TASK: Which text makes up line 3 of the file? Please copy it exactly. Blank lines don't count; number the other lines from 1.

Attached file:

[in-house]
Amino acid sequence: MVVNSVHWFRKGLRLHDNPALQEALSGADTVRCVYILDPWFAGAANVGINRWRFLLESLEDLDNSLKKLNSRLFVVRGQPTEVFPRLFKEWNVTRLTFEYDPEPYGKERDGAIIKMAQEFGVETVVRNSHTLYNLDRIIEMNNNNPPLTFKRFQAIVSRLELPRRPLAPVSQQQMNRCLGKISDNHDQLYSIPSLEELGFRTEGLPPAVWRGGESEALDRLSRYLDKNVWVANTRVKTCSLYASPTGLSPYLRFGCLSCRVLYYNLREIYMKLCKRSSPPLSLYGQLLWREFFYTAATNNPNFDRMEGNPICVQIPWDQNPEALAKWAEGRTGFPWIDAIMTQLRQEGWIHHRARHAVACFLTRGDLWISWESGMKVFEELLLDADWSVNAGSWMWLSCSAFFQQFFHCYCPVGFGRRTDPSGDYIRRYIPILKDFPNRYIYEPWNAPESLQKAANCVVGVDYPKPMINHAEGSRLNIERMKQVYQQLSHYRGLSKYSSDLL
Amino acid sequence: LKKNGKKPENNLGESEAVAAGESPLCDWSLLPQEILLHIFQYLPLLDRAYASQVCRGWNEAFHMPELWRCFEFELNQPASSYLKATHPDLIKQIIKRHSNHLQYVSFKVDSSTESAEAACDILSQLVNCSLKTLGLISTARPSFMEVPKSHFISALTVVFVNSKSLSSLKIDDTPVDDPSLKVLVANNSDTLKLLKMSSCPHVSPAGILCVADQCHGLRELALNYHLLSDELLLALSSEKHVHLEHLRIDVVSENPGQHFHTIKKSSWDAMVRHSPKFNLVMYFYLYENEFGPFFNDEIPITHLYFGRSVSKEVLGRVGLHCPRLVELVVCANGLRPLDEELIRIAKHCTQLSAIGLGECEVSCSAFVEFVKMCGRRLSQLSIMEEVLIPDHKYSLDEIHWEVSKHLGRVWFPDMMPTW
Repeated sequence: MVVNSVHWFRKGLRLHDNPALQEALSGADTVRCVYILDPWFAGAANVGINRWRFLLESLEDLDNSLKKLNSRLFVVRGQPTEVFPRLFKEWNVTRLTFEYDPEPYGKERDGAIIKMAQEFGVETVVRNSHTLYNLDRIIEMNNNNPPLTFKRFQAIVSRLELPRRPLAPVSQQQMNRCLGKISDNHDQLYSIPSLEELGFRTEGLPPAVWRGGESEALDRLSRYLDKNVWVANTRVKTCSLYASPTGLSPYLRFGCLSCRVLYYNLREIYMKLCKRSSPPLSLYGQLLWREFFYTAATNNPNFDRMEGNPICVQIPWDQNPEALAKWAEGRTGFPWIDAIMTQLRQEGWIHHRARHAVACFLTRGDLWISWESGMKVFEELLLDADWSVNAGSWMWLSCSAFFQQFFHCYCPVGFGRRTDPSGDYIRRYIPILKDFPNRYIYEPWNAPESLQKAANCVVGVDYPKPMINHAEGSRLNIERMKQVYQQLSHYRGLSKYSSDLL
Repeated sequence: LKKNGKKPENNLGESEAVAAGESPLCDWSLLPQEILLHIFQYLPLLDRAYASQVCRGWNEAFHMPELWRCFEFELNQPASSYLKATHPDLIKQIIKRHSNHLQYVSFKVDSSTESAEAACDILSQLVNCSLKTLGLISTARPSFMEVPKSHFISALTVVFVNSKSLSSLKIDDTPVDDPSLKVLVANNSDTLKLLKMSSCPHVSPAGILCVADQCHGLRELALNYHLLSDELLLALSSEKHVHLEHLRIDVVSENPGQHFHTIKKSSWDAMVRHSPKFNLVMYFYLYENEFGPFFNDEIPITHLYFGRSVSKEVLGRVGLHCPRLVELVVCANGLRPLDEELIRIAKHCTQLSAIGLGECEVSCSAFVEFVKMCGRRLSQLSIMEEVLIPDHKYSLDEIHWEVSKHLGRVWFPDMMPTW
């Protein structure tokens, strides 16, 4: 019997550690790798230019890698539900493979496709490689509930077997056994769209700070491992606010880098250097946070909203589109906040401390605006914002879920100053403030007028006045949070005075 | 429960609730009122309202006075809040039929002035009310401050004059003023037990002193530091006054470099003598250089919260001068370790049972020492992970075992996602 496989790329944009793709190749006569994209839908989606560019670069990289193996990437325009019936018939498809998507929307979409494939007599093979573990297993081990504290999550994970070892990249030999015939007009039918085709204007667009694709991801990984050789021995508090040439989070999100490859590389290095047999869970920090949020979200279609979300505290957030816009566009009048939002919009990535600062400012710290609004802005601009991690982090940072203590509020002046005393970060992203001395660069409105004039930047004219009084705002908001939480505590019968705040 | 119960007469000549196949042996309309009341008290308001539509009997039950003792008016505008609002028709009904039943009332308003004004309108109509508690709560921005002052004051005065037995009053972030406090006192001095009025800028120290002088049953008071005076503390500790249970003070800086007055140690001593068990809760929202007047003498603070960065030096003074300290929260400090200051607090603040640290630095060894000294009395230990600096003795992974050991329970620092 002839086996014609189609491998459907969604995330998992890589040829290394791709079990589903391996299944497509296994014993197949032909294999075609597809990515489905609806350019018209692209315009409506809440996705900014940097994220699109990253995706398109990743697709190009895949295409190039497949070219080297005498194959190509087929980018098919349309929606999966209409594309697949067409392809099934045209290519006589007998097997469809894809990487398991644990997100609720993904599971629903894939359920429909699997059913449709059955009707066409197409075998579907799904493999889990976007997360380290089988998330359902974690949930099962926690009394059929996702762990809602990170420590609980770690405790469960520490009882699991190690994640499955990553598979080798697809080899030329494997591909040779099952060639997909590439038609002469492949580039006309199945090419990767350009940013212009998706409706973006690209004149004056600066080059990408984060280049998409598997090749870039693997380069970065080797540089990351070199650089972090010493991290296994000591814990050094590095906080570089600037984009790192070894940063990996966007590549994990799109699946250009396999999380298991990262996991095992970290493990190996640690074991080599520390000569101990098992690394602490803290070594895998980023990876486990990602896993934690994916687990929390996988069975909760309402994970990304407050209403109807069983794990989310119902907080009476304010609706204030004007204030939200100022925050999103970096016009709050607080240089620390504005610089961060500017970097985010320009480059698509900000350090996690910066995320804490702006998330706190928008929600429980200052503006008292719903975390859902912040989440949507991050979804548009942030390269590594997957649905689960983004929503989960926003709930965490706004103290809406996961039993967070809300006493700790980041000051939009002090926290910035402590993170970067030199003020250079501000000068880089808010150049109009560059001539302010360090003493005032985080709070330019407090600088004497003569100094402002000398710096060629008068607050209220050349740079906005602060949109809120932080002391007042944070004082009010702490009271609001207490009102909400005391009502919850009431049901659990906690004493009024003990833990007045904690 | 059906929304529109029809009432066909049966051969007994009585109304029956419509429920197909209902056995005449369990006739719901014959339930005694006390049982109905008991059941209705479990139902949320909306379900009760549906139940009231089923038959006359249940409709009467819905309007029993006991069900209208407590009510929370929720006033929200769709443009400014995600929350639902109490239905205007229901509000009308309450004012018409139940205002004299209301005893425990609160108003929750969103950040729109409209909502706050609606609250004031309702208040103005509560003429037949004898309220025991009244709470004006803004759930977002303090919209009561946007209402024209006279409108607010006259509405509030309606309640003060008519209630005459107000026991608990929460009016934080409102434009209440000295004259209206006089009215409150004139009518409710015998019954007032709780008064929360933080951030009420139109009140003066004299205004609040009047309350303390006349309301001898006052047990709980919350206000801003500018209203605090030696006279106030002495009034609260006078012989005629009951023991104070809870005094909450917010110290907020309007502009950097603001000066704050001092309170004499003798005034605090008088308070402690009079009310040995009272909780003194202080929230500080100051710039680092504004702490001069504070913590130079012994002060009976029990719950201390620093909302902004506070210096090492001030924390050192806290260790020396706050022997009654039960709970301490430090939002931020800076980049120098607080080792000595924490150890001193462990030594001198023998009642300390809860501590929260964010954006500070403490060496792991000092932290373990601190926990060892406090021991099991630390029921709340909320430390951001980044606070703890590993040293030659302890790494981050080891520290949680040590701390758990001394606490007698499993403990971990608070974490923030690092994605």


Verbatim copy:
Amino acid sequence: LKKNGKKPENNLGESEAVAAGESPLCDWSLLPQEILLHIFQYLPLLDRAYASQVCRGWNEAFHMPELWRCFEFELNQPASSYLKATHPDLIKQIIKRHSNHLQYVSFKVDSSTESAEAACDILSQLVNCSLKTLGLISTARPSFMEVPKSHFISALTVVFVNSKSLSSLKIDDTPVDDPSLKVLVANNSDTLKLLKMSSCPHVSPAGILCVADQCHGLRELALNYHLLSDELLLALSSEKHVHLEHLRIDVVSENPGQHFHTIKKSSWDAMVRHSPKFNLVMYFYLYENEFGPFFNDEIPITHLYFGRSVSKEVLGRVGLHCPRLVELVVCANGLRPLDEELIRIAKHCTQLSAIGLGECEVSCSAFVEFVKMCGRRLSQLSIMEEVLIPDHKYSLDEIHWEVSKHLGRVWFPDMMPTW